2020-02-17
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Break clauses and overpayment of rent

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Posted by Mary Rouse on 26 July 2013

Mary Rouse Partner

Following the case of Avocet Industrial Estates LLP v Merol (2011), tenants have taken an increasingly cautious approach to compliance with break clause conditions requiring payment of rent and other sums due.

Avocet Industrial Estates LLP v Merol

In Avocet, the court decided that a tenant had failed to satisfy the break condition which required all rent to be paid up to date on the determination date. This is because it had failed to pay interest that accrued following some historic late payments of rent. This was despite there being no demand for payment from the landlord. The sum due for interest was £130; the failure to pay this nominal sum was enough to prevent the valid exercise of the break and meant that the tenant was liable for a further £300,000 worth of rent over the remainder of the lease.

It is therefore no surprise that tenants have approached conditional breaks with even greater trepidation than previously. Many tenants have chosen to overpay the landlord when exercising a conditional break with a view to ensuring that any sums found to be due unexpectedly, or that have been overlooked or miscalculated, are covered. Some tenants have overpaid by sums such as £10,000; bearing in mind potential liability should the break not be validly exercised, this is understandable, even if there is a risk that the monies will not be repaid.

Marks & Spencer PLC v BNP Paribas Securities Services Trust Company (Jersey) Limited

The recent case of Marks & Spencer PLC v BNP Paribas Securities Services Trust Company (Jersey) Limited (2013) has provided tenants with some comfort that overpayments will need to be refunded by the landlord. The conditions of the break in this case were that the tenant must not be in arrears of rent and also that it must pay a specified sum as a premium. The tenant took the cautious approach and paid the full quarter’s rent. This was even though the break notice expired mid-quarter, there was an apportionment clause and the landlord’s invoice was only for the apportioned amount.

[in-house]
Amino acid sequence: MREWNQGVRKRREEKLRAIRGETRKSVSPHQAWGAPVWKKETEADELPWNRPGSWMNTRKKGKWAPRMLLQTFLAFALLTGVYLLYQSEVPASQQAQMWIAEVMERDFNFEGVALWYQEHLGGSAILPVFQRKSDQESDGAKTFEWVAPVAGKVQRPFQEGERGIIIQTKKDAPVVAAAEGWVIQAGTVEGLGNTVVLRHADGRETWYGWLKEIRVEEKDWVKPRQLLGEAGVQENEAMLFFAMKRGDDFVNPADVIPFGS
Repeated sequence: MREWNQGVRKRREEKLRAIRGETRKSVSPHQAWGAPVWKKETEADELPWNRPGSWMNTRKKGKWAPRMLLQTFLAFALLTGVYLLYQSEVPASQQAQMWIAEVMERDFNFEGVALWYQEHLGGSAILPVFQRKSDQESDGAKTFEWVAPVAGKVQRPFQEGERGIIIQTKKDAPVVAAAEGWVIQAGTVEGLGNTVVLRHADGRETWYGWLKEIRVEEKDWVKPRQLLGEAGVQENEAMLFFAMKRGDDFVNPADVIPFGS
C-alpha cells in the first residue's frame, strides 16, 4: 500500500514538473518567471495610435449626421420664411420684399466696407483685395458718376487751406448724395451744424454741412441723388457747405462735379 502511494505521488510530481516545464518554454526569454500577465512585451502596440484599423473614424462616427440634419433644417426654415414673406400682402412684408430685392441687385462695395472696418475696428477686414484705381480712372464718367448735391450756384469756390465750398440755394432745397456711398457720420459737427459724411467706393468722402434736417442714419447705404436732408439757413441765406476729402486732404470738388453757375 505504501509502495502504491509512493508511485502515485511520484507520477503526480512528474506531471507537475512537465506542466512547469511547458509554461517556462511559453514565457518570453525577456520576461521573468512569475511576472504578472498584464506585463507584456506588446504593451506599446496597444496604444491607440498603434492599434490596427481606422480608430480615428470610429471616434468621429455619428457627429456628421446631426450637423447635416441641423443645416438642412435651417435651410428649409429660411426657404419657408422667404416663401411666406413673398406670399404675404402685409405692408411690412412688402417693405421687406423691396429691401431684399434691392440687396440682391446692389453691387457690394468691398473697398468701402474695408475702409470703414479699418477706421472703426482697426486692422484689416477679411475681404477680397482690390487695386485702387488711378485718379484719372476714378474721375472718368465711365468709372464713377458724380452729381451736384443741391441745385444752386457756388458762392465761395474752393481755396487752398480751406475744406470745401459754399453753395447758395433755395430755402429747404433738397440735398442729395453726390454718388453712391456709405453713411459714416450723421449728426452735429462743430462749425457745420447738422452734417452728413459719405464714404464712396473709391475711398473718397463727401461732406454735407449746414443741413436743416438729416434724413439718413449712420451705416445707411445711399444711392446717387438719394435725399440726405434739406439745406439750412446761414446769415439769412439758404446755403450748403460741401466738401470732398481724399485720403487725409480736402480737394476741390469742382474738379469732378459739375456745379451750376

The judge decided that although the tenant’s case for a repayment based on restitution for unjust enrichment failed, he was prepared to imply a term into the lease that the overpayment would be returned. There is however a danger in taking too much comfort from this decision; there is still real uncertainty as to the circumstances in which an implied term will be found.  

The judge was also of the view that only an apportioned payment need be made (rather than the full quarter’s rent paid and then reimbursement) in circumstances where the break clause is unconditional and that as a consequence, following service of a valid break notice, termination of the lease is certain.

Tenants remain well advised to be cautious and to take a commercial view; in most break scenarios it will be worth taking a risk that any overpaid rent will not be repayable, in the interests of ensuring the break is validly exercised.

The Marks and Spencer case also highlights the lack of a basis for reclaiming overpaid monies on grounds of unjust enrichment. There is no cause of action for the repayment of sums that are overpaid other than perhaps for the quarter’s rent and service charge. Sums that are paid on a purely cautionary basis, just in case sums have been overlooked or miscalculated are unlikely to be repayable by the landlord. This is because there is no ‘mistake’ or duress which can be a basis for repayment; paying under protest does not change that. There is also no implied term as the lease is highly unlikely to envisage these supplemental overpayments. One possibility may be that the landlord has expressly agreed to repay and so the cause of action will be based on a breach of that agreement by the landlord. It will usually however be difficult to show the landlord did agree to repay; we have already seen from the case law that landlords have no obligation to be helpful in these situations.

Advice to tenants

The practical advice to tenants must therefore remain to exercise caution when looking to comply with break conditions. However perhaps overpayments in the future will not be so generous as they might have been if the tenant was working on the basis that overpayments would be returned. It is also worth a tenant re-visiting break payments made in the last six years to check whether any overpayments made should be refunded in the light of the Marks & Spencer case.

Court of Appeal decision

The Court of Appeal has since reversed the decision of the High Court in the controversial case of Marks and Spencer plc v BNP Paribas Securities Trust Company (Jersey) Ltd - see the update here.

About the author

Mary Rouse

Partner

Mary is an experienced property litigation lawyer.

Mary Rouse

Mary is an experienced property litigation lawyer.

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